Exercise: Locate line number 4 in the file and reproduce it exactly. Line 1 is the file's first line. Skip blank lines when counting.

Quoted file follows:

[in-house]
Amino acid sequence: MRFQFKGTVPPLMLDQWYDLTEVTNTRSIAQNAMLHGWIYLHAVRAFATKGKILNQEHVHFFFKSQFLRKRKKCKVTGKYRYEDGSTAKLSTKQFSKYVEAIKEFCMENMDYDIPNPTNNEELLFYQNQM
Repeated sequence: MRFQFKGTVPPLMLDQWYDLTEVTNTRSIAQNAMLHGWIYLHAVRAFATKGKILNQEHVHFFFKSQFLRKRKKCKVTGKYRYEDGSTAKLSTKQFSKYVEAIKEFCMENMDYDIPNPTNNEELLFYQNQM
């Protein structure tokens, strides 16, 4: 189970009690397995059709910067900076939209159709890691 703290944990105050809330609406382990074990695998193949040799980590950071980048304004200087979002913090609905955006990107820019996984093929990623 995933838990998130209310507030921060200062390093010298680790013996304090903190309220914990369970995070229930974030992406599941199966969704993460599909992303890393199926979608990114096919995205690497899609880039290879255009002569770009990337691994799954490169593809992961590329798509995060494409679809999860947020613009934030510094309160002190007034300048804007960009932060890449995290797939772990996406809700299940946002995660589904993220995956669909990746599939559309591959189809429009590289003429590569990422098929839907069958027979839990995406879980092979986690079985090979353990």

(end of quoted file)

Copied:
């Protein structure tokens, strides 16, 4: 189970009690397995059709910067900076939209159709890691 703290944990105050809330609406382990074990695998193949040799980590950071980048304004200087979002913090609905955006990107820019996984093929990623 995933838990998130209310507030921060200062390093010298680790013996304090903190309220914990369970995070229930974030992406599941199966969704993460599909992303890393199926979608990114096919995205690497899609880039290879255009002569770009990337691994799954490169593809992961590329798509995060494409679809999860947020613009934030510094309160002190007034300048804007960009932060890449995290797939772990996406809700299940946002995660589904993220995956669909990746599939559309591959189809429009590289003429590569990422098929839907069958027979839990995406879980092979986690079985090979353990």